In designing – or rebuilding – your company’s website, it’s vital to take the time to think about what your site’s visitors are likely to want from it, and what you want from them. Those two are rarely quite the same, so finding a proper balance between them is key to your site’s success.
Your website’s visitors are likely to be seeking…
Entertainment: Generally, this is important for B2C sites such as Disney.com or MTV.com; it’s not typically a goal for B2B site visitors.
Education/information: Your visitors may be –
- evaluating your company’s financial health for an investment recommendation they are preparing
- seeking background information on the company for an industry magazine story
- researching your product/service space and the vendors in it for an industry analytic report, a future buying decision, or simply self-improvement
Solution to a specific problem: They may be –
- seeking a career change
- looking for support on a product they recently purchased from your company
- comparing your product/service with those of competitors as part of an imminent buying decision
…and by the way, they’re usually in a hurry while doing any of the above; even though they may be getting paid for the activity, the longer they spend on your site, the longer it takes them to complete today’s work, the later they get home, and the more annoyed with them their spouse and kids become. Not something you want your site to be responsible for!
Your company, on the other hand, may have some or all of the following goals…
Be different/unique: as in, “Let’s not have our site look like everyone else’s.”
Deliver the company’s “message”: Of course, you want the site to tell visitors why you exist and why they should care.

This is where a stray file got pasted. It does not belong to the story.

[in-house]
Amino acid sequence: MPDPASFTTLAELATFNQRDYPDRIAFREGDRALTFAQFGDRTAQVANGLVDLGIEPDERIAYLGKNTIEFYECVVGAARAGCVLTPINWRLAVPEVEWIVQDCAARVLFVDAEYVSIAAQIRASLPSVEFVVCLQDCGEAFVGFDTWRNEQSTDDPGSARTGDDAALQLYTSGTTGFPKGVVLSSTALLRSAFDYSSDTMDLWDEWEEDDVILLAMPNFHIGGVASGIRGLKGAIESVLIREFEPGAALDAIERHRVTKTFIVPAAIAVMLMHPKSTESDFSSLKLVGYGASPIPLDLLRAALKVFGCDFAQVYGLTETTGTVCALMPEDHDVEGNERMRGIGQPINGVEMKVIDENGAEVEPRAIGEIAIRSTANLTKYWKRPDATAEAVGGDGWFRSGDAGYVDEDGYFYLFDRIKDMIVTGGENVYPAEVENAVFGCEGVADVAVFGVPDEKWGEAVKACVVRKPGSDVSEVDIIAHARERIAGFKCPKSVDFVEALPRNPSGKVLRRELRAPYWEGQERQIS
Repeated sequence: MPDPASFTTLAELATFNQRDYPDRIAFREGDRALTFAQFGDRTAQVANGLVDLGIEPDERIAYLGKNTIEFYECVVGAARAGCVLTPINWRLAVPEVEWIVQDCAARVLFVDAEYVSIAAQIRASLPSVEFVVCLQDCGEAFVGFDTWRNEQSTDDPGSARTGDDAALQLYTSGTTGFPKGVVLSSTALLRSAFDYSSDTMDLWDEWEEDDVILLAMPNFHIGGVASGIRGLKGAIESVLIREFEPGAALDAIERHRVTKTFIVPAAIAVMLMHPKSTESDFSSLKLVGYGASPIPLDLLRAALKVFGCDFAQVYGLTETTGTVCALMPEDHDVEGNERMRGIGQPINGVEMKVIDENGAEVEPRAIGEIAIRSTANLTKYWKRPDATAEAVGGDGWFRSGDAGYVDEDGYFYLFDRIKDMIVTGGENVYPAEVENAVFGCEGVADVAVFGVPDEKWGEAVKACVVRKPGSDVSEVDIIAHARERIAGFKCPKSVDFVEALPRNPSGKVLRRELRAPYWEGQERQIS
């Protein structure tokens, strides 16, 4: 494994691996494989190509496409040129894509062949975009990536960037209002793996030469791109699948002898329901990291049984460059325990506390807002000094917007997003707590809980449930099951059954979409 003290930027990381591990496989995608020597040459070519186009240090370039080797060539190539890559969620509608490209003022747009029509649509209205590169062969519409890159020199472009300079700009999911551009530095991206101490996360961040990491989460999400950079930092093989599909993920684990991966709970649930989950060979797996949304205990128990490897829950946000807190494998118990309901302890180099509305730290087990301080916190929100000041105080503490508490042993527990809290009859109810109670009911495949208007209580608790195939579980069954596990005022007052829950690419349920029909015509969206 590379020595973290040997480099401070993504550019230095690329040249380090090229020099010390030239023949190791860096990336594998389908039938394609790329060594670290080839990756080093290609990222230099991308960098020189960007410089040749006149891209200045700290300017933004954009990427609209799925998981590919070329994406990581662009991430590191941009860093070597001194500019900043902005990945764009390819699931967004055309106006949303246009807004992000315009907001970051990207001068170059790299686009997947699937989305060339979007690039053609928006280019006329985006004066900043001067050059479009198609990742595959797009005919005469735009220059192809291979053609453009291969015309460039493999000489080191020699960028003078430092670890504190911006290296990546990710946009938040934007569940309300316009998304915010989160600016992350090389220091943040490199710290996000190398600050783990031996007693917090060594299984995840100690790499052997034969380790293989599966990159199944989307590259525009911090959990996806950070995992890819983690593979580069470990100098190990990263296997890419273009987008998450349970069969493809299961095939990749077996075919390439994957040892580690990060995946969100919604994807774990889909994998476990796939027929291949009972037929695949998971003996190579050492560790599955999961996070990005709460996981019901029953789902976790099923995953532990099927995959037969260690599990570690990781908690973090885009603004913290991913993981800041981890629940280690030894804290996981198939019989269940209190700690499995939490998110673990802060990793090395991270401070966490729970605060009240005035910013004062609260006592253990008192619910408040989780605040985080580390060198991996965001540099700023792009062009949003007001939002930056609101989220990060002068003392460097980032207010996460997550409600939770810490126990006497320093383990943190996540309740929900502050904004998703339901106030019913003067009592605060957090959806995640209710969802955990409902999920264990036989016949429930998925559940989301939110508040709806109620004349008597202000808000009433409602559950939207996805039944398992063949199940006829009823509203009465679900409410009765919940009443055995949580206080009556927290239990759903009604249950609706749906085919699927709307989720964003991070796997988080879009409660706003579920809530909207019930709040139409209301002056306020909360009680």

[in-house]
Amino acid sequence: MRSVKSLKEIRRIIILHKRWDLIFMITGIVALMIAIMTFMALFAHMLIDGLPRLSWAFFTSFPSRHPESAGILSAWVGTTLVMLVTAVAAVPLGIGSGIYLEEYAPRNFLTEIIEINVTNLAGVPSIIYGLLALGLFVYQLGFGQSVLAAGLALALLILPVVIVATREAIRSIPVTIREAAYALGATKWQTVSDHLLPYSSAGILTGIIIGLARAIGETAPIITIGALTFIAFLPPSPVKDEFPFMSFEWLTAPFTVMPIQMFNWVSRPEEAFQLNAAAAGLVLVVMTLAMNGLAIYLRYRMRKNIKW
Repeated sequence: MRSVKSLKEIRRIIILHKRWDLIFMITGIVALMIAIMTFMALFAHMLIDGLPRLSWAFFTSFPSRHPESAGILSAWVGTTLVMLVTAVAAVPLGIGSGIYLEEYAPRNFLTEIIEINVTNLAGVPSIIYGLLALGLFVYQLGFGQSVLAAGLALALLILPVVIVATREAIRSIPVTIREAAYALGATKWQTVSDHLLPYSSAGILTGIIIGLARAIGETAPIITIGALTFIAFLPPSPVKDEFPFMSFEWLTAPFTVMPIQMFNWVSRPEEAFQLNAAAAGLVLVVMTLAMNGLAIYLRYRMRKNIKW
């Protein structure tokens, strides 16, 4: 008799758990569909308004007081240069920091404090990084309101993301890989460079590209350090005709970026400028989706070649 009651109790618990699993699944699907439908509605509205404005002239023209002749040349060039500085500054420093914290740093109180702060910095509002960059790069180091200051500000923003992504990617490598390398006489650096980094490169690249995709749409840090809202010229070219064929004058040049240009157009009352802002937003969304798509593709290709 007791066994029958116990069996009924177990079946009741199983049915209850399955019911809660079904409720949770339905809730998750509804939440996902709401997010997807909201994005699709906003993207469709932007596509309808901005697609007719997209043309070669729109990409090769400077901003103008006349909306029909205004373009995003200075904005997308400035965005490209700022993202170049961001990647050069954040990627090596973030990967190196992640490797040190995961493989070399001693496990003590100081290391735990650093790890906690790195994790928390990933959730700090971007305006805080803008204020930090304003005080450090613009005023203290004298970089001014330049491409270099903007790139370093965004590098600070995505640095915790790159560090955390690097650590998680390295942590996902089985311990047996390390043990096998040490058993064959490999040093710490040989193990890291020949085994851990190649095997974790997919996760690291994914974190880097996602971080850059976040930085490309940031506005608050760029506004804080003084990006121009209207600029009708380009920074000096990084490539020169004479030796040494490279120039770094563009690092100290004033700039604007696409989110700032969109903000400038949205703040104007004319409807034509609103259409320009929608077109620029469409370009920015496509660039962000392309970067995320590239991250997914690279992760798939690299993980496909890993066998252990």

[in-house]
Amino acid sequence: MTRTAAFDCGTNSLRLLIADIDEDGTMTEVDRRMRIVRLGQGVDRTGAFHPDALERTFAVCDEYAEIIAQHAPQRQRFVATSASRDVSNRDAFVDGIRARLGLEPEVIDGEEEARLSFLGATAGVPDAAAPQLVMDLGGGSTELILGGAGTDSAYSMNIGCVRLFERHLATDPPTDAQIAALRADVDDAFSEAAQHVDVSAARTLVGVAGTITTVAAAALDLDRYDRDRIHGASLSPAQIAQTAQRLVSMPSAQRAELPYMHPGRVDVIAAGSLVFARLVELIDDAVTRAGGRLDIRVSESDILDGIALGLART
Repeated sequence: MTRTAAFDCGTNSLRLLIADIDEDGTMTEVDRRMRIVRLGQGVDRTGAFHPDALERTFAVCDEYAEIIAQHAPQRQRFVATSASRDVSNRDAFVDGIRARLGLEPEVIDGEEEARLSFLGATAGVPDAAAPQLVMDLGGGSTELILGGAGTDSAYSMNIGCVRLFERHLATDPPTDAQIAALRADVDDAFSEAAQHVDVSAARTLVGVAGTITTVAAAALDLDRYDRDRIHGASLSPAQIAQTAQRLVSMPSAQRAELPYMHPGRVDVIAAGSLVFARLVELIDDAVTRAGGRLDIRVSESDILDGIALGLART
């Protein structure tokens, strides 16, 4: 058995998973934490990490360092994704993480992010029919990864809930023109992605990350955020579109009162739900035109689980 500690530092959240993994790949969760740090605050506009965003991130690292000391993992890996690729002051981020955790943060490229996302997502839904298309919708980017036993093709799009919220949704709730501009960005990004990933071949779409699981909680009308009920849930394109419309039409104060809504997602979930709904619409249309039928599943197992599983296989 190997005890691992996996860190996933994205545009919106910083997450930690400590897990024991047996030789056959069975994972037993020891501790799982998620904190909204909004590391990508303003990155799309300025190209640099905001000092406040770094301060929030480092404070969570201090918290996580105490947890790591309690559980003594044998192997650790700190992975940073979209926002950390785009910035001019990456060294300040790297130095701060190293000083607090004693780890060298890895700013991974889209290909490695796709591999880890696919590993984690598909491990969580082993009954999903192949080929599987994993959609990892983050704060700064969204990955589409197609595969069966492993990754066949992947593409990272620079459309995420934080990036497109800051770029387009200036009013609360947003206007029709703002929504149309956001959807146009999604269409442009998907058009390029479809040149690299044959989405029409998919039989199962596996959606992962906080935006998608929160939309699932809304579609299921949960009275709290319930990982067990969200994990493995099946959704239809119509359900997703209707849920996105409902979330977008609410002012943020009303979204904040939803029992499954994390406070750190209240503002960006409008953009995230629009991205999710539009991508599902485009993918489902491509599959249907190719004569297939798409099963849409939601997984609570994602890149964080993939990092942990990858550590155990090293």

Reinforce company brand/identity: If your company has gone to a lot of offline expense to establish a branding strategy, then certainly you want your site to be as consistent with that strategy as possible.
Generate leads: Certainly from Marketing’s perspective, much of the point of having a B2B site is to identify prospective customers and capture their salient information so that you can incubate them over time toward a potential sale.
…and most companies will also accept the goal of meeting their visitors’ legitimate goals for information/education and problem-solving, to the extent this doesn’t conflict with the company’s goals (and in many cases, they’re really quite congruent).
This is precisely where the notion of balance comes in; it’s all about maximizing the area of overlap between the company’s goals and those of its web site’s visitors, and minimizing the tension between them. This leads to a set of do’s & don’ts: Do make it as easy – and efficient – as possible for visitors to find what they came to find. That means…
- do use summaries of information (putting additional info behind a “more info” click for the interested), rather than many paragraphs of material developed for other media that will require tedious scrolling here;
- do try to anticipate the kinds of information that visitors will want to find, and ensure that the site provides clear paths to that info …which needs to be clear content with relevant value;
- don’t use a unique – but annoying – Flash intro that risks dispatching your visitors to a competitor’s site without learning the first thing about your company;
- don’t express your company’s desire for uniqueness through an idiosyncratic navigation scheme, but instead put things where users typically expect to see them and don’t identify them using internal company jargon (e.g.: “Xtreme Consulting” for “Professional Services”, or “Markets” for “Industries”).
Do revisit your messaging and ensure that it clearly communicates your company’s essence. Many corporate “taglines” are more about creating a positive association or mood than actually summarizing your business; if yours is in that category, you can’t rely on it alone as your homepage “elevator pitch”.
And by all means… Do set your site up for generating leads. Generally speaking, do so by offering something of perceived value (a white paper, blog, event/webinar) and placing your contact-info capture form on the path to the download area. Ideally, your capture form will provide a bit more info on the selected item, and will be of manageable length: 6-10 lines of data, not 15+ …you’ll have plenty of time to gather further info on the prospect during the incubation period.
By harmonizing your company’s goals with those of its site visitors as much as possible, you should find that both can be realized with little difficulty. That means both a profitable company and happy visitors/prospects… it’s a win/win situation!